Get Out Of The Fad Diet Trap

Med-Fit Medical Weightloss avoid the Fad Diet TrapA diet by definition entails restriction of calories, or even a whole food group. When doing this, you should be able to lose weight just by the sheer fact that you are making a restriction of some sort, which should mean that you are also at a calorie deficit. If you’re looking for quick weight loss, starting a fad diet probably sounds appealing. This is because fad diets give the promise of a quick fix, however it’s generally in an unhealthy fashion that isn’t sustainable for the future. This is, in part, due to the restrictive and monotonous nature of fad diets.

Unfortunately, the largest proponents of fad diets such as the paleo diet or intermittent fasting are widely influenced in social media where we see it constantly. Fad diets tend to eliminate certain food groups, however each specific food group has its own nutritional profile offering a varying degree of vitamins and minerals. Foods such as fruits, vegetables, whole grains, and dairy reduce the risk of chronic diseases and when you eliminate them from your diet, you lose all of the potential benefits. While there are certain pro’s to some fad diets, for instance the paleo diet emphasizes whole foods such as fruits and vegetables versus processed foods with high sugar and sodium, they don’t set you up to maintain the weight.

Just as the weight didn’t increase overnight, it will not decrease overnight either. Often times, they are crash-diet worthy without any type of physical activity involved. If you are following a fad diet to a “T”, and see the scale rapidly decreasing, this weight is most likely water weight. You will see a loss of total body water before you see a loss in fat mass, which means that once you begin to eat normal foods after the diet, the weight will come back even quicker than you had expected.

Here are a few fad diets…

The Juice Diet: The idea is to consume only juice from fruits and vegetables to reap the rewards of important vitamins, minerals, and phytochemicals. The issue here is that it is purely a liquid diet that requires not only a ‘detoxification’ process as well as a slow re-introduction back into regular food. Once you do re-introduce regular food, chances are you will regain the weight back very quickly, as well as continue your old eating habits.

The Grapefruit Diet: The claim with this diet is that the grapefruit is the one and only magical food source capable of weight loss. This is very restrictive because it only allows you to eat one type of food, while missing out on protein, healthy fats, and other vitamins and minerals.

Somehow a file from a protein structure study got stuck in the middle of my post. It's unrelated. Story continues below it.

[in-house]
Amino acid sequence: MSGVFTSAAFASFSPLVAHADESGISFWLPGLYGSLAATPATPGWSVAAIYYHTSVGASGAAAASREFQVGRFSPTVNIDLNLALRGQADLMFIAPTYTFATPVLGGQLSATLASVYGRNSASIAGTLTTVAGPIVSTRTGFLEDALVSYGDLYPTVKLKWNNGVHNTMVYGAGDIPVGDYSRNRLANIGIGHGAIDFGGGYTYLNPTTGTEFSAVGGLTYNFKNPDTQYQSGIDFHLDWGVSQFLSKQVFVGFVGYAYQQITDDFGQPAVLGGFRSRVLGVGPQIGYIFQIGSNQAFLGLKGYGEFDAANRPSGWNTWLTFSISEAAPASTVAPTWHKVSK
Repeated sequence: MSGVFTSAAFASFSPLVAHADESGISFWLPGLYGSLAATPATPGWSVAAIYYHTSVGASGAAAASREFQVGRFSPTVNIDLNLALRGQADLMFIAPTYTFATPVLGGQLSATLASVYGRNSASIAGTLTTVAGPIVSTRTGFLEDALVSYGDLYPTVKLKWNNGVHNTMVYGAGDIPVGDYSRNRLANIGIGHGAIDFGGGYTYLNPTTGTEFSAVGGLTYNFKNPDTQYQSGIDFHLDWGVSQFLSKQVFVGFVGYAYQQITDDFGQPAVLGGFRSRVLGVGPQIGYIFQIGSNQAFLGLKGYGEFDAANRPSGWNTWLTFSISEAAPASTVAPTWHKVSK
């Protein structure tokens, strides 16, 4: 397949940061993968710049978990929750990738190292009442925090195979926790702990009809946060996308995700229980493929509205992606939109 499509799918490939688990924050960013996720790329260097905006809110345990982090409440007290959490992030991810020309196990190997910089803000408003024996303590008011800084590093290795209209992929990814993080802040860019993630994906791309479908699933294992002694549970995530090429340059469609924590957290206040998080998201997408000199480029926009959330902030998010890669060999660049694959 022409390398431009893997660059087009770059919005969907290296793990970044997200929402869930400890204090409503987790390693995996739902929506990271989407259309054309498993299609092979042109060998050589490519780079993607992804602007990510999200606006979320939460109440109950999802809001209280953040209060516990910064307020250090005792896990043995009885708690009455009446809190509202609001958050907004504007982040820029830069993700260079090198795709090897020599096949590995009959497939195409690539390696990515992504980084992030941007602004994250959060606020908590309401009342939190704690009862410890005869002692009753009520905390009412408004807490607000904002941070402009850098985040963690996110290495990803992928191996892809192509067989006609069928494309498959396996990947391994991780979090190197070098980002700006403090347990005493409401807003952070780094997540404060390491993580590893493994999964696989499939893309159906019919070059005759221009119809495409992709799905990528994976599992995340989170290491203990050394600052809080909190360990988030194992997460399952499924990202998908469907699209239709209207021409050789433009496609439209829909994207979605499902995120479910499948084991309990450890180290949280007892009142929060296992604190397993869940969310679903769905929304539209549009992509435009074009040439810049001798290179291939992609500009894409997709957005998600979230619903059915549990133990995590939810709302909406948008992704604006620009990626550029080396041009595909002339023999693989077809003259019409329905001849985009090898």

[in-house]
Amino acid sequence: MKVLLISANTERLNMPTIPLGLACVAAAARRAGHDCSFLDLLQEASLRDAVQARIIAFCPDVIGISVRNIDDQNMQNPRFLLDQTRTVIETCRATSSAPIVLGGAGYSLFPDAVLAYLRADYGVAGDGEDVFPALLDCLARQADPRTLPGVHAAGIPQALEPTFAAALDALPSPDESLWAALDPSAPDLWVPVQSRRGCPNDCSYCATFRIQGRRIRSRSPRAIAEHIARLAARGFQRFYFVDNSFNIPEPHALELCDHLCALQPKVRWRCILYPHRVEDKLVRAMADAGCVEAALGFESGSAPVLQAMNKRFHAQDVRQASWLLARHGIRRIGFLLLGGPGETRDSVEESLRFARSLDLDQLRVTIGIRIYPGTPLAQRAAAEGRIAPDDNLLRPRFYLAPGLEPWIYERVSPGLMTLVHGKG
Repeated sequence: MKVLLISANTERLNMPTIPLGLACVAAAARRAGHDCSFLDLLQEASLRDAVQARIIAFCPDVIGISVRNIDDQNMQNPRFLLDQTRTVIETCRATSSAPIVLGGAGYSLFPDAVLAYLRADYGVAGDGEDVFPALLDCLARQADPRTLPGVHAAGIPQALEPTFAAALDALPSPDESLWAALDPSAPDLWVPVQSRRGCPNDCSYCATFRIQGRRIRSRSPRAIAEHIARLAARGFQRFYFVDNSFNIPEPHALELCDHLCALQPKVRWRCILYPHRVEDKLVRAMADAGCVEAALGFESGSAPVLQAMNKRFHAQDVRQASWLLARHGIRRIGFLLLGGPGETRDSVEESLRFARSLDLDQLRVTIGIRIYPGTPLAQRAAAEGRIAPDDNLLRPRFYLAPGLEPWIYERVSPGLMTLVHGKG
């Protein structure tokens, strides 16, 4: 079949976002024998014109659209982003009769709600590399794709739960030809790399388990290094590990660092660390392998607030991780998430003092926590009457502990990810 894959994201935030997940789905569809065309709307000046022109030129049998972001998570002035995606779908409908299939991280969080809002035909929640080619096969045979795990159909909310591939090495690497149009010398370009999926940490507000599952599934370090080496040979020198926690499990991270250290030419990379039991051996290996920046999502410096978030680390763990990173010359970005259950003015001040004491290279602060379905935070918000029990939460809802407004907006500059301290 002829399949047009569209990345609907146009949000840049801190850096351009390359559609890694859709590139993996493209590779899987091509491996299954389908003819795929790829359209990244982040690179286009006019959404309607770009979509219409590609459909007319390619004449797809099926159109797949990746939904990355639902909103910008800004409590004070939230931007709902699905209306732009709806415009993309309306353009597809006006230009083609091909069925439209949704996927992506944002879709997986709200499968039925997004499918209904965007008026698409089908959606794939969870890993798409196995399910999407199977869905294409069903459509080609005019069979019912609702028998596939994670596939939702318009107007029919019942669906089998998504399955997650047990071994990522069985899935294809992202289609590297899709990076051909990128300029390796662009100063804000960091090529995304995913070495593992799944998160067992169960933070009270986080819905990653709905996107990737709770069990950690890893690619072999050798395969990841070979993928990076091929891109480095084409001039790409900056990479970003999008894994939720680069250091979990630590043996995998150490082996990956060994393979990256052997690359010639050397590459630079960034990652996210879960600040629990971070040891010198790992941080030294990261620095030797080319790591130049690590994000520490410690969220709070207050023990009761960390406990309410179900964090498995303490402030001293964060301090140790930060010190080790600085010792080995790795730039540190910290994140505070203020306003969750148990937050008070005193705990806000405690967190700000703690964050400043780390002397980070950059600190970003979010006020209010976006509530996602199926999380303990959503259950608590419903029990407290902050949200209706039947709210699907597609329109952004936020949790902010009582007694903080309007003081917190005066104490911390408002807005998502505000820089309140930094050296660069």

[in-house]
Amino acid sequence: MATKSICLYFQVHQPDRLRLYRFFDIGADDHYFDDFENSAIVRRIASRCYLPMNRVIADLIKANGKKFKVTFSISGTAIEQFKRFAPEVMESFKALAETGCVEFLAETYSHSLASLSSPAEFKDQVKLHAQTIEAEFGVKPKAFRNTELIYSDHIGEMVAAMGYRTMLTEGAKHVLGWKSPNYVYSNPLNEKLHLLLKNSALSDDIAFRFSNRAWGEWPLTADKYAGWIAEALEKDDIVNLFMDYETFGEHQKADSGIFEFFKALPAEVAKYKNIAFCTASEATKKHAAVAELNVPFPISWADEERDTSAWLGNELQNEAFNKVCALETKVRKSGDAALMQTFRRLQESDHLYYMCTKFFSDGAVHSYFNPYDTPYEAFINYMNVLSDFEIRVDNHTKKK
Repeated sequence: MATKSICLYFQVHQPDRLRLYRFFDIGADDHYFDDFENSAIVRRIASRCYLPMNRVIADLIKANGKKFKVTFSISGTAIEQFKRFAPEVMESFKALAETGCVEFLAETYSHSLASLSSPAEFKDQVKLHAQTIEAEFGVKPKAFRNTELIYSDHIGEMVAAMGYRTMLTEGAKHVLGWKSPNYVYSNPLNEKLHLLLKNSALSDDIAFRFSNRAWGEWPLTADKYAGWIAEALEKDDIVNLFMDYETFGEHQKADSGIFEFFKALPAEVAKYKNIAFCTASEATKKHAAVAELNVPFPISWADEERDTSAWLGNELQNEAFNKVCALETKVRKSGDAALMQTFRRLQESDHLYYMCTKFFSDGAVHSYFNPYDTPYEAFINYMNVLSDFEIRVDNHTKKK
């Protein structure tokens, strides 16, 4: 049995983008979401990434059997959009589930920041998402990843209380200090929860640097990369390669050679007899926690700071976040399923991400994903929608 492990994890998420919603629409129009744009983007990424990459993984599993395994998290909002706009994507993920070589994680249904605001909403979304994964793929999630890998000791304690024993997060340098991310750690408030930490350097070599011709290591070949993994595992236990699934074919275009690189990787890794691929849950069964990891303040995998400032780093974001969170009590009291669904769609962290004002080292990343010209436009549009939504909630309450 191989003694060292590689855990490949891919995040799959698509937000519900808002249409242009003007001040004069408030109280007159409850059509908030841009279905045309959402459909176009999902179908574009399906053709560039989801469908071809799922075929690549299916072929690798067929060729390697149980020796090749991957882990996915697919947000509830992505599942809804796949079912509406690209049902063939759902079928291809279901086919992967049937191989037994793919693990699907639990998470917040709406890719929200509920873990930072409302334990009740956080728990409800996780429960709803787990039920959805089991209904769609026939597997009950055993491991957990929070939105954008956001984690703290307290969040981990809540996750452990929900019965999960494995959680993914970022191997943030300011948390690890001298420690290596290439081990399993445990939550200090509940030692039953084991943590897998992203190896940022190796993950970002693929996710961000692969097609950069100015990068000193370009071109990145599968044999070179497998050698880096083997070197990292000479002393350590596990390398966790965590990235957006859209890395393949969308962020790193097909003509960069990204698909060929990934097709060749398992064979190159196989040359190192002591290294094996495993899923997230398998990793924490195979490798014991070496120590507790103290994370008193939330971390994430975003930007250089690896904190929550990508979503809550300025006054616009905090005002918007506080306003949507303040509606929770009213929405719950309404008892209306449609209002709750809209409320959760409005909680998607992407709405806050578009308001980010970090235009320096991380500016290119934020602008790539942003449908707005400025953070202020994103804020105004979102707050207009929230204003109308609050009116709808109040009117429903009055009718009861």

The Paleo Diet: The paleo diet focuses on consuming only foods that our ancestors consumed, so mainly sources that you could hunt and gather in a day such as fish, wild game, berries, nuts, seeds, meats, vegetables, and some fruit. So, no dairy, grains, cereals, pastas… etc. This idea is actually a pretty good start because it really does focus on eating the “right” foods, however the nutrition profile of ancient food sources isn’t the same as they are in modern times (different environment, farming, etc.) so this concept doesn’t really make sense. People also often tend to distort the allowance of meat and extend it into things like bacon that is loaded with saturated fat. In its most basic form, the paleo diet should help people eat better, but because there aren’t rules that designate portion control or being mindful of calorie intake, the diet itself tends to work against the dieter.

The Intermittent Fasting Diet: This involves a cyclic pattern of fasting windows and eating windows. It can look something like fasting for 16 hours and an eating period of 8 hours. In terms of human metabolism, this diet can in fact work in your favor to help you lose fat mass. However, this diet has been adapted so many times to include varying patterns of windows, etc. that the true intentions and benefits have been blurred. Not to mention, it is completely NOT sustainable and doesn’t teach you WHAT types of foods are best to eat since there aren’t any rules other than adhering to fasting/eating windows.

The best approach to losing weight is to make a few small steps before making a huge leap like adhering to a restrictive fad diet that will only make you happy for a few weeks if that.

We use a meal replacement called Optifast that provides 20% total nutrition per meal, ensuring that your body is properly fueled. We also implement behavioral aspects of weight loss because it is important to identify the day-to-day mental hurdles that are holding you back from losing weight and keeping it off… that you may not even be aware of! Then our nutritionists teach you how to navigate maintenance, and let’s face it, that is almost more important than the weight loss itself. That’s what we are here for!

Call (303) 321-0023 to speak with us about long-term weight loss!

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Dr. Angela Tran